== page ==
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Thomas Broderick

Old SAT to New SAT Reading Score Conversion Table

Hello Magooshers. Mr. B back with, you guessed it, another SAT conversation table. This time we’re talking about the Reading Test, which as you can see below, has undergone quite a change to its scoring system. Once you’ve converted your scores, be sure to check out ACT to New SAT to Old SAT Score Conversion Chart for more information on how to convert scores between different standardized tests.

 

Old SAT Critical Reading Section (200-800)New SAT Reading Test (10-40)
20010
21011
22012
23013
24013
25014
26015
27016
28017
29017
30018
31018
32018
33019
34019
35019
36020
37020
38021
39021
40022
41022
42023
43024
44024
45025
46025
47026
48026
49027
50027
51028
52028
53029
54029
55030
56030
57031
58031
59032
60032
61033
62033
63034
64034
65035
66035
67036
68036
69037
70037
71037
72038
73038
74038
75039
76039
77039
78040
79040
80040

Why the change?

In part of its goal to revamp the SAT, the College Board has made the test more applicable to students’ classroom experiences and future careers. This change is evident in the Reading Test in the following ways:

  • All questions are based on reading passages.
  • Students are asked to compare passages.
  • Students are asked to compare a passage to a graphic.
  • No prior knowledge (ex: vocabulary words) is tested.

Passage Types: Because of the connection to the ‘real world,’ the passages that SAT asks you to read will feature world literature, a U.S. founding document, a social sciences document, and a science document. In this way the new SAT resembles the current ACT Reading Test.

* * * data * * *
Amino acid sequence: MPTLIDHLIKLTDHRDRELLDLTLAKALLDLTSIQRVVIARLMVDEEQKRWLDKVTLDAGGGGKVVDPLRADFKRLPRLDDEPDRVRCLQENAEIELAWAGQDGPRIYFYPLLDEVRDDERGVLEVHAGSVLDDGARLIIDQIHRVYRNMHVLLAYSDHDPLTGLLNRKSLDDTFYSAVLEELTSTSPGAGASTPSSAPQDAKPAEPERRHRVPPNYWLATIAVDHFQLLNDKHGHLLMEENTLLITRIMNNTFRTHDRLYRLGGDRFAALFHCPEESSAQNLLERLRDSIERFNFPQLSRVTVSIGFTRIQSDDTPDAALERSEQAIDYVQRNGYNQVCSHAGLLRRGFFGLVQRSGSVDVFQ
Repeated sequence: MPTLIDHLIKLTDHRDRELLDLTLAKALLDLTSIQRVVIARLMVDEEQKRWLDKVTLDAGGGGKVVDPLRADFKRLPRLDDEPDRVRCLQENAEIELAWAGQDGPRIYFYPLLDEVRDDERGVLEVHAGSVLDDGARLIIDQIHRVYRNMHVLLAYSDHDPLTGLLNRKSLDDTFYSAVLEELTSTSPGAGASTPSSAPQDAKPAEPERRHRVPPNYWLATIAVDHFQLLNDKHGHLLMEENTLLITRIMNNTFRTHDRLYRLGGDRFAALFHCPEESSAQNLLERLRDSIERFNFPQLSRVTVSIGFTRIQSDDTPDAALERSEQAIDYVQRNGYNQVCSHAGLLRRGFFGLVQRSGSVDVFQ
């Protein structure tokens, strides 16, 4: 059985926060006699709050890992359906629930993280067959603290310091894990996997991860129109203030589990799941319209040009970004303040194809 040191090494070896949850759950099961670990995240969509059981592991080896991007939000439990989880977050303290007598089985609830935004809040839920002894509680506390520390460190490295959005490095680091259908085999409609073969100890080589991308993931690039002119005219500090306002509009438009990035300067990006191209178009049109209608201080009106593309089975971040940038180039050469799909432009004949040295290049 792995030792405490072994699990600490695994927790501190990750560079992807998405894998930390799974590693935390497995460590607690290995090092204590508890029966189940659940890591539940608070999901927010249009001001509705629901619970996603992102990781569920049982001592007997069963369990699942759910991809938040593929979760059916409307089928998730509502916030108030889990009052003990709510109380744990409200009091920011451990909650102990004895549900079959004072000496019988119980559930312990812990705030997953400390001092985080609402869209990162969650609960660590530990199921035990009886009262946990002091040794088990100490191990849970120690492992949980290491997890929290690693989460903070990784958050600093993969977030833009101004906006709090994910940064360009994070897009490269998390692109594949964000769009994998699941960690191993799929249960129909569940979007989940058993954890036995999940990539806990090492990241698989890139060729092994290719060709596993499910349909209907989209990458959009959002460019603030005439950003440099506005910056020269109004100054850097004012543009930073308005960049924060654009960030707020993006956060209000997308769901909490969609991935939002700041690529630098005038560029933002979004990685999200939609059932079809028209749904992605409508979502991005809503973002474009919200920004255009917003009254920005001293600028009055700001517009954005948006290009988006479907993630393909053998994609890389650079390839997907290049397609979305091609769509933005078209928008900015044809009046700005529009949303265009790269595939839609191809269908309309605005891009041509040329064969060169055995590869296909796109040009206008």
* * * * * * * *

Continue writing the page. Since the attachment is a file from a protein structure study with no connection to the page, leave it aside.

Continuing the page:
How the Test Is Measuring Your Skills/Abilities:

  • “Command of Evidence”
    • This question type asks you to:
      • Find the best evidence that supports a conclusion.
      • Pinpoint evidence that the author uses to support his or her claims.
      • Discover the relationship between a passage and a corresponding graphic.
  • “Words in Context”
    • Use context clues to figure out the meaning of a word.
    • Figure out how word choice affects the author’s tone and style.
  • “Analysis in History/Social Studies and in Science”
    • For these reading questions, no matter the exact topic, you will be asked to do the following:
      • Interpret information.
      • Analyze the author’s hypothesis.
      • Consider the greater implications of the passage.

Well, that’s all for now, Magooshers. Besides your normal study routine, don’t forget to read a little for fun, too. After all, everything helps. 🙂

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About Thomas Broderick

Thomas spent four years teaching high school English, social studies, and ACT preparation in Middle Tennessee. Now living in Northern California, he is excited to share his knowledge and experience with Magoosh's readers. In his spare time Thomas enjoys writing short fiction and hiking in the Sonoma foothills.


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